This pandemic has tested the ability of theme parks and other attractions to operate in unprecedented environments. Requirements to maintain safe physical distancing trashed long-established procedures designed to put as many people as possible through rides, shows, shops, and restaurants in any given amount of time. Closed borders have gutted years of promotion to develop international markets. And orders to keep parks closed for weeks and — in some states — months have challenged some companies' ability to remain out of bankruptcy.
And yet... creativity drives the theme park business, and this year has illustrated that like no other. Parks have developed advance reservation and virtual queue systems to manage guest flow while accommodating as many people as safely possible. Marketing has pivoted to target locals over tourists. And in California and other states where theme parks cannot reopen, parks have found creative ways to keep income flowing.
The state's refusal to issue reopening guidance has not stopped SeaWorld San Diego, Knott's Berry Farm, Legoland California, and Six Flags Discovery Kingdom from opening their gates to guests. Theme parks might be closed officially in the state of California, but the creative leaders in the theme park industry will find ways to stay in business.
Zoos can reopen? Fine, the SeaWorld and Discovery Kingdom can allow paying customers in to see their animal exhibits. Outdoor dining is okay? It's time for a food festival at Knott's Berry Farm. Outdoor museums can welcome guests? Then Legoland California's Miniland is open for hotel and Big Shop customers.
So what about the other parks? Six Flags Magic Mountain is in Los Angeles County, which has been slower to reopen than Knott's Orange County or SeaWorld's and Legoland's San Diego County, due to a higher rate of Covid cases. That's put Magic Mountain a bit on the back foot when it comes to having flexibility to take advantage of rules allowing other segments to resume operations. But I would not be surprised to see Six Flags Magic Mountain announce a special, limited-operation event of its own if approval to reopen the entire park does not come soon.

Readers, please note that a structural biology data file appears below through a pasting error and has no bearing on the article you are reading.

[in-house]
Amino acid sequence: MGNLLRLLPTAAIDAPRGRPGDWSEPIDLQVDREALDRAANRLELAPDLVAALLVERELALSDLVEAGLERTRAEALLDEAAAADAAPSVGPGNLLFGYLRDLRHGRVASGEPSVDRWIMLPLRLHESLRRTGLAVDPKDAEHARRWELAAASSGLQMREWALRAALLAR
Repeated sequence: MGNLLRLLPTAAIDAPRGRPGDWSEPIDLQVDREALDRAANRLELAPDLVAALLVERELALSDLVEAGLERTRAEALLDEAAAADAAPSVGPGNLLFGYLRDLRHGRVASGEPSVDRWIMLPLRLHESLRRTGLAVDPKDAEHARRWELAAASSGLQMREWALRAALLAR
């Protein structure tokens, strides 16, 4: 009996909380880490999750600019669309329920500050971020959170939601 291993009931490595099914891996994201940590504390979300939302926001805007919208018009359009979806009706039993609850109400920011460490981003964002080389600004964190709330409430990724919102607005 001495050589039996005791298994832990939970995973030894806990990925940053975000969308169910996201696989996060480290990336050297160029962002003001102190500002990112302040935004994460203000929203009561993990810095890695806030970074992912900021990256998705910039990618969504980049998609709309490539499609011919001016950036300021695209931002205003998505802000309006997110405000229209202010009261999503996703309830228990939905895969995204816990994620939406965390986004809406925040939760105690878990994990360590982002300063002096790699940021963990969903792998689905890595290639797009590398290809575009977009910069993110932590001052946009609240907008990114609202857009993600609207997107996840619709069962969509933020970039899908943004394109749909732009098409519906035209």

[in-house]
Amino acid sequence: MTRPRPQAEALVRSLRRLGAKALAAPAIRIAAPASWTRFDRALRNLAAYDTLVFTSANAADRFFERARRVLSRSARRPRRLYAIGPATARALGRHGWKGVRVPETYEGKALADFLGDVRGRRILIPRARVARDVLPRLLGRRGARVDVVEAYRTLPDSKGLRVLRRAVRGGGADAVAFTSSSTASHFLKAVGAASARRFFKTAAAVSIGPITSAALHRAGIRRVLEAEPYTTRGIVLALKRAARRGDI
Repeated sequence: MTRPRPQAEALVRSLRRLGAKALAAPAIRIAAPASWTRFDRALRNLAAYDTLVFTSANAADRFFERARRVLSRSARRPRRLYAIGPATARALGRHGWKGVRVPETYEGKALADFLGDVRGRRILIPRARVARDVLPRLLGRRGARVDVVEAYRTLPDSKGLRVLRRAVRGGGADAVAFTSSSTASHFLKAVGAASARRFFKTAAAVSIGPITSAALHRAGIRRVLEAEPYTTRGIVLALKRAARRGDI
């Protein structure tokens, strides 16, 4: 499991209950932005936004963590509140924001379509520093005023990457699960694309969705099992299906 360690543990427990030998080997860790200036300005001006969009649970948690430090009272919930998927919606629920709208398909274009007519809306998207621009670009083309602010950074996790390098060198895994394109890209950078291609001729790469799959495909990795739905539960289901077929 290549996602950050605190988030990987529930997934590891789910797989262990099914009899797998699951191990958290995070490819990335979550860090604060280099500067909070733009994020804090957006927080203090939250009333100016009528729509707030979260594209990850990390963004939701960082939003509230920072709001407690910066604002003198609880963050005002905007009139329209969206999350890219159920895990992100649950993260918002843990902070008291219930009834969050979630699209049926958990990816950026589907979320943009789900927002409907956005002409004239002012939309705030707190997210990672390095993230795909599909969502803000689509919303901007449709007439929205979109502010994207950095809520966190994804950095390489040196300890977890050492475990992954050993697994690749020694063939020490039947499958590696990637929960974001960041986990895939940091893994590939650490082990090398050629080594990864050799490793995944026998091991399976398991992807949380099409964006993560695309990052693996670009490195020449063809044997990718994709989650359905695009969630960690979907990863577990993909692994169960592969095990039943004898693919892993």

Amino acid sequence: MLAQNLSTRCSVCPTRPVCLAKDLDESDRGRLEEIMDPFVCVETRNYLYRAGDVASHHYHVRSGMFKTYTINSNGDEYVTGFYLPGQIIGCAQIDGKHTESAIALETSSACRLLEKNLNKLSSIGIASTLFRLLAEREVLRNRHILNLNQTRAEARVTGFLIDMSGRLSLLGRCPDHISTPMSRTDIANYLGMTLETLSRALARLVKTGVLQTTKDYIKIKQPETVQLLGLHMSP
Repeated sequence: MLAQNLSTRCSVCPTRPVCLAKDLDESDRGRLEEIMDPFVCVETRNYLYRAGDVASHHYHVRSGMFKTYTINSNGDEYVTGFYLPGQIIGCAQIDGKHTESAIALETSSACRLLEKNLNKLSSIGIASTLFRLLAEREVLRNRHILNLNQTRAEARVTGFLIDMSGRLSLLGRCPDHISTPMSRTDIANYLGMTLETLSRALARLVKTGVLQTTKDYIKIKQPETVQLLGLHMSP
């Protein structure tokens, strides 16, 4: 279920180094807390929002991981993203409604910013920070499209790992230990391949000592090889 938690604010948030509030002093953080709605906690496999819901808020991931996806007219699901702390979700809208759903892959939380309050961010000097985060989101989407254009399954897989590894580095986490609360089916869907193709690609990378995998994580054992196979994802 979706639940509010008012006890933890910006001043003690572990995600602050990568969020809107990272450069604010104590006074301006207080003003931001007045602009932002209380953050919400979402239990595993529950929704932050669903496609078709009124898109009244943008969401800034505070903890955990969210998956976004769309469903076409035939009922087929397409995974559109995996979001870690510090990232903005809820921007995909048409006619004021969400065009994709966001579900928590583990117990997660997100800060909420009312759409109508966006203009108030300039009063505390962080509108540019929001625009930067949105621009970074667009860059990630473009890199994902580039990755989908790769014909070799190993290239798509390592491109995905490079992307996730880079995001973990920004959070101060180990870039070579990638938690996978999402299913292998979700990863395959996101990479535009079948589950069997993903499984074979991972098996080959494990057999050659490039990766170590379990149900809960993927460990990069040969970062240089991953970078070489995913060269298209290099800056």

That leaves Disneyland and Universal Studios Hollywood, among the state's top theme park destinations. Yes, both have shopping and dining districts that have reopened to welcome guests. But both Disneyland and Universal have remained focused on getting state approval for their parks to reopen, rather than trying to pull together any type of limited operation special event inside their parks' gates.
Both companies are part of multi-billion-dollar entertainment conglomerates that can ride out this closure more effectively than independent theme park companies such as Six Flags, SeaWorld, and Knott's owner Cedar Fair. But both Disney and Universal this month have announced layoffs of thousands of their employees, so I can't help but wonder of some of those dismissed workers might be wishing that Disney or Universal had tried to pull off a food festival or something.Tweet
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